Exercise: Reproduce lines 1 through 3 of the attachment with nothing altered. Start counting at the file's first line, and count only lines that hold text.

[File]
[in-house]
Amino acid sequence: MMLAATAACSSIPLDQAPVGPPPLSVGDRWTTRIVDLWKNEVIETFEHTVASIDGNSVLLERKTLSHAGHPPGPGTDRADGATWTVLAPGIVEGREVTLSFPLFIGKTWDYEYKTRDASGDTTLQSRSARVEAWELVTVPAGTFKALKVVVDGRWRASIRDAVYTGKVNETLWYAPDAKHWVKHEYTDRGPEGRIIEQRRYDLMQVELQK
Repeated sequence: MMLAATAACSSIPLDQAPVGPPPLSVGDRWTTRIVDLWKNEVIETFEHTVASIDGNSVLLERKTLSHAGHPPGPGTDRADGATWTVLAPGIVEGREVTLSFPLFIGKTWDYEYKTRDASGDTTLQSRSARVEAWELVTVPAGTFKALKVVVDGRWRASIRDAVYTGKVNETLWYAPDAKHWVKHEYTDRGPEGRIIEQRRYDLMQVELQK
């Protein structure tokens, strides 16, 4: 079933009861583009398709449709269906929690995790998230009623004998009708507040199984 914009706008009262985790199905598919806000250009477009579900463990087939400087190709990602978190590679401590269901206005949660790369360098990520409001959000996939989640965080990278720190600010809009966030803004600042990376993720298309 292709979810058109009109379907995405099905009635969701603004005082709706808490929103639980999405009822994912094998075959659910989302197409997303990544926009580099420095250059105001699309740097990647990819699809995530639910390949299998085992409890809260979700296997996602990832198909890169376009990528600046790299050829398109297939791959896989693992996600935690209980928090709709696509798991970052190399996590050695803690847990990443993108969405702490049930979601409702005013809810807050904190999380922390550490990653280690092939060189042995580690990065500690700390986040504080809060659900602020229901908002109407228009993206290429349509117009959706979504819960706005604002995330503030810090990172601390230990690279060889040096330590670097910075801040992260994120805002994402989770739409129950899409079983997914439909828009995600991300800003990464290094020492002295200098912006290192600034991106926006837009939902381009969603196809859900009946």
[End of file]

[in-house]
Amino acid sequence: MMLAATAACSSIPLDQAPVGPPPLSVGDRWTTRIVDLWKNEVIETFEHTVASIDGNSVLLERKTLSHAGHPPGPGTDRADGATWTVLAPGIVEGREVTLSFPLFIGKTWDYEYKTRDASGDTTLQSRSARVEAWELVTVPAGTFKALKVVVDGRWRASIRDAVYTGKVNETLWYAPDAKHWVKHEYTDRGPEGRIIEQRRYDLMQVELQK
Repeated sequence: MMLAATAACSSIPLDQAPVGPPPLSVGDRWTTRIVDLWKNEVIETFEHTVASIDGNSVLLERKTLSHAGHPPGPGTDRADGATWTVLAPGIVEGREVTLSFPLFIGKTWDYEYKTRDASGDTTLQSRSARVEAWELVTVPAGTFKALKVVVDGRWRASIRDAVYTGKVNETLWYAPDAKHWVKHEYTDRGPEGRIIEQRRYDLMQVELQK